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Active Weekend Severe Continues Monday


After an active weekend of severe weather and blizzard conditions across the country, the digging trough responsible for it all is slowly moving east. As the system continues to draw in warm moist air from the Gulf of Mexico, additional strong to severe thunderstorms are possible. Monday’s risk area is very similar to Sunday’s, so if you saw thunderstorms then, expect additional rain this afternoon.

The Storm Prediction Center has highlighted the I-70 corridor between Kansas City and St. Louis and much of central Alabama and eastern Mississippi as areas of potentially organized severe activity. The tornado threat is minimal, but it’s not zero. Gusty winds and marginally severe hail are also possible.

We’ll be watching a stalled out front across Missouri for development of storms this afternoon. They will push north into northern Missouri as we get into the evening.

Leftover morning storms along a front will push through Mississippi and Alabama through the afternoon and evening. The slow moving boundary will slide into a warm, moist environment with modest mid/upper level support. Conditions will be right for strong storm development into the early evening, but will weaken fairly quickly. Strong thunderstorms should begin dying down after dark.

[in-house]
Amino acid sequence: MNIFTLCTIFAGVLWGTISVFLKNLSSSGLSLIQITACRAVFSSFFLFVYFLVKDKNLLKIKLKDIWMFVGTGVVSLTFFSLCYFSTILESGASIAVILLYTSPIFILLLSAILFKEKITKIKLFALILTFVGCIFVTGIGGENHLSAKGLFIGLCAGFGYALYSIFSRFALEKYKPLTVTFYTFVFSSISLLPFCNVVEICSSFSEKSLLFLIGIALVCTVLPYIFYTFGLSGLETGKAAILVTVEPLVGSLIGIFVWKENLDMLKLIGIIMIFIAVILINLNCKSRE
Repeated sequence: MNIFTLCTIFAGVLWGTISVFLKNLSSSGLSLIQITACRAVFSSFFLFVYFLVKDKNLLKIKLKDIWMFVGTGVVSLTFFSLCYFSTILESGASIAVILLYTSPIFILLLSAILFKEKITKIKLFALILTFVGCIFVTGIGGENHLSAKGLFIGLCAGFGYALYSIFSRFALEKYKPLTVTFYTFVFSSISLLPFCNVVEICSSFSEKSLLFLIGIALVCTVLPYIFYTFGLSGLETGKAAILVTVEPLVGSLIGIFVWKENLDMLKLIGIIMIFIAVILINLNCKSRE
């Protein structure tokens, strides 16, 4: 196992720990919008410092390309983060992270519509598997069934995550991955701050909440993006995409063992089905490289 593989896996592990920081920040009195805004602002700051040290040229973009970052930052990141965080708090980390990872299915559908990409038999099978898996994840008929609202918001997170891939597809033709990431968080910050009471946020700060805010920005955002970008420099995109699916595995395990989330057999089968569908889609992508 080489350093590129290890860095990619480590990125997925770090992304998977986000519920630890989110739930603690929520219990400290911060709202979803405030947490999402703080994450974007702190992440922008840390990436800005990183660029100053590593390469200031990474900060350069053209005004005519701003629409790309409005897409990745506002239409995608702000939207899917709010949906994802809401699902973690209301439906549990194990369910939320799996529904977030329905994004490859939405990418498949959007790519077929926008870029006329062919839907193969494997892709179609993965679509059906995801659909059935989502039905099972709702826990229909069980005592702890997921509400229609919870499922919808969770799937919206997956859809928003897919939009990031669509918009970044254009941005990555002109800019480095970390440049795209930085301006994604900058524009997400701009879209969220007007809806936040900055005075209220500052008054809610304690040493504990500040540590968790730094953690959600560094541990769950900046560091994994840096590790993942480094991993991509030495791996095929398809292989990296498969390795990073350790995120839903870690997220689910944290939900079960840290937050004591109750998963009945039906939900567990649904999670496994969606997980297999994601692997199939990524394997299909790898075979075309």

Several tornadoes touched down in Northwest Texas Friday evening, beginning a busy weekend of severe weather that is forecast across Texas, Oklahoma, Kansas Saturday and eventually the Mississippi Valley Sunday.

The strong jet stream in both the middle and upper levels of the atmosphere will continue to fuel severe thunderstorm development through the weekend.

Not only were there several confirmed tornadoes but there was also extremely large hail in Texas Saturday. The largest hail stone was baseball sized in Panhandle, Texas!

Stay with WeatherNation for all the latest on the risk for severe storms and flooding over the Central and Southern Plains this weekend.

About the author
Devon is a native of Macomb in Western, Illinois but has made his travels across the country from Las Vegas to Washington, D.C.  with stops in Tulsa, Little Rock, Kansas City, and Salt Lake City.  His passion for weather developed at an early age and can be traced back to when he was 5 years old and dressed up as a walking tornado for Halloween.  His college education came through the Universit... Load Morey of Oklahoma where he completed his B.S. in meteorology with a minor in math.   Devon has been through weather extremes from 110°+ heat in Las Vegas, to 3 feet of snow in Washington, D.C. where in his first winter experienced the all-time record snowfall for the season (winter of 2009/2010)!  He’s also chased tornadoes in Oklahoma and saw his very first off of I-70 on the front range of Colorado.